Before I started the Writing Lives module, I had never considered working class writing as a form of literature that appealed to me. I had wrongly assumed that in order to be entertaining and interesting, an author must be quite well educated and most importantly, published.
However, when I chose my author, Mary Turner, I began to see that this wasn’t case. Reading Mary’s memoir, I realised that the writing can transcend gender, class and time periods. At the beginning I honestly assumed that I was reading the life story of a woman with grandchildren and that it would be dull and out of touch. Instead, I found that although the events described happened decades ago, I could still relate to them now.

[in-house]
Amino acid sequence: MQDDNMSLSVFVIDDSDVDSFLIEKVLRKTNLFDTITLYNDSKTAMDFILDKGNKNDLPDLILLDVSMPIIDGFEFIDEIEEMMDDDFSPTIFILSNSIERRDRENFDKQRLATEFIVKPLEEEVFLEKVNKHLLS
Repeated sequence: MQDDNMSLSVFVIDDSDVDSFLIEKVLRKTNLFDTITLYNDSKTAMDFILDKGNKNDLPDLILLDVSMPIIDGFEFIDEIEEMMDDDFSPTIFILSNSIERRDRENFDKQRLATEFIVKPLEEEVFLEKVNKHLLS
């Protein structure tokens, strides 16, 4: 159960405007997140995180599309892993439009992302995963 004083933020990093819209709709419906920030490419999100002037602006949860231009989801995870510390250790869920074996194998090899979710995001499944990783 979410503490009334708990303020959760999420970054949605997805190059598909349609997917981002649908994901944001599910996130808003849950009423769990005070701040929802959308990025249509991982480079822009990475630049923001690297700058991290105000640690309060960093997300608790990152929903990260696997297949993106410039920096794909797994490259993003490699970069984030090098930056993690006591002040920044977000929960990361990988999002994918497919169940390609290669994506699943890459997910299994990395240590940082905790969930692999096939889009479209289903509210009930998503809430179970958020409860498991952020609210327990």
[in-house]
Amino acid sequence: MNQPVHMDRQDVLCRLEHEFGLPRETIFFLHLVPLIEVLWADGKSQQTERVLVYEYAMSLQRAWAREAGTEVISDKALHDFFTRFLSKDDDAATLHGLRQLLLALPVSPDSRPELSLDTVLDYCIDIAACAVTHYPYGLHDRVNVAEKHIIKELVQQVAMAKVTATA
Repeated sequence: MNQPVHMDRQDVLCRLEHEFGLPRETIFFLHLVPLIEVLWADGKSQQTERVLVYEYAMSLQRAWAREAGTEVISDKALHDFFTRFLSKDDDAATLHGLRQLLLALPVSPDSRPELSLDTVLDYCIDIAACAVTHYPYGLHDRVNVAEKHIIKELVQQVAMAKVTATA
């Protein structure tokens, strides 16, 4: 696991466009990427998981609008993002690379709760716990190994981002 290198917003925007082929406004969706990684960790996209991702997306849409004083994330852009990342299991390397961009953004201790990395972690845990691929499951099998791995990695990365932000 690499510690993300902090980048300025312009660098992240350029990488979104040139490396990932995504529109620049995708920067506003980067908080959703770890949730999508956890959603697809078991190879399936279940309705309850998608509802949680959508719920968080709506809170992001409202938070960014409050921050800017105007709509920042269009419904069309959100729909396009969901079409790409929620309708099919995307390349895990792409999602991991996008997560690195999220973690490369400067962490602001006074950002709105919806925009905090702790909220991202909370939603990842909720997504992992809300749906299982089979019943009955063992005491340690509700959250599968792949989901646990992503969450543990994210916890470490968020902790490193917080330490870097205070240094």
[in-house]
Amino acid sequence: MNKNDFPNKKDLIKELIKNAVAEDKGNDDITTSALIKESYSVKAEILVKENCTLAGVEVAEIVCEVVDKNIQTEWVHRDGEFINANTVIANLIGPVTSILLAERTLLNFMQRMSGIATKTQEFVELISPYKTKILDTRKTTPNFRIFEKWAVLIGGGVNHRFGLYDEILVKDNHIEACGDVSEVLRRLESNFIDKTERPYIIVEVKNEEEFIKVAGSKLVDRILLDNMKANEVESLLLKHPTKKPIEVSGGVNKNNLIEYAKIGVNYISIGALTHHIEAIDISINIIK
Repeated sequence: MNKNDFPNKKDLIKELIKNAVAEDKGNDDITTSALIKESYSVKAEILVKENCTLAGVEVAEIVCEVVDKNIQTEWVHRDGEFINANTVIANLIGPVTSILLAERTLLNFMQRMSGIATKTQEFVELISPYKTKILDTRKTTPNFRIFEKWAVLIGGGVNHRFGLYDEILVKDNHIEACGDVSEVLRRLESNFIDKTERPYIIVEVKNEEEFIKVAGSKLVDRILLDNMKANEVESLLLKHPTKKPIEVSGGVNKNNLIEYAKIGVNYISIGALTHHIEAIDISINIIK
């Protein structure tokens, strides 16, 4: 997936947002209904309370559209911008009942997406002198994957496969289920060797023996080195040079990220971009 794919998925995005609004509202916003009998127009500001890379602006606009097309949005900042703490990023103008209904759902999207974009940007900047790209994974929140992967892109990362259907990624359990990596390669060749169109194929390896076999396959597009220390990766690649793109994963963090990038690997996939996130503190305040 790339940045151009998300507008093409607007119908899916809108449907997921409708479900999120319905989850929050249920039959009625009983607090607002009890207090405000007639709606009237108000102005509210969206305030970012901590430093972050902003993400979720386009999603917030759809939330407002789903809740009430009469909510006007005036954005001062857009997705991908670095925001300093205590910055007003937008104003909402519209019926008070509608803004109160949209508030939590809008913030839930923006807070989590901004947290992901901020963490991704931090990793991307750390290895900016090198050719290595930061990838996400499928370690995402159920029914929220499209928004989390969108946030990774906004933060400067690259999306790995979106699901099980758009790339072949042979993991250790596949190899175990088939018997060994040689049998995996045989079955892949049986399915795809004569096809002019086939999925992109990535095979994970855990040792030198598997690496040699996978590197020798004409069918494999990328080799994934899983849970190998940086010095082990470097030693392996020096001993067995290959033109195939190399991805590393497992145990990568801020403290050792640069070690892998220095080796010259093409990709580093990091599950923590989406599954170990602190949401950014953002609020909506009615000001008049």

I’ve spent a lot of time reading and analysing Mary’s memoir, and each time I still notice something new that takes me by surprise, or makes me like her even more.
From funny anecdotes about sexual experiences gone wrong with chilli paste, to the heart breaking confession of nearly twenty miscarriages, I have gained so much respect for this author, who poured truth onto the page and in doing so sent me through a range of emotions. At the very least, Mary Turner’s memoir is a fascinating and enjoyable read. I would say it is also an interesting and insightful account of the nitty-gritty side of wartime.
I hope that this blog will bring her voice to audiences, because honestly, it’s worth a listen.
(Jade Barber – author of Mary Turner blogs)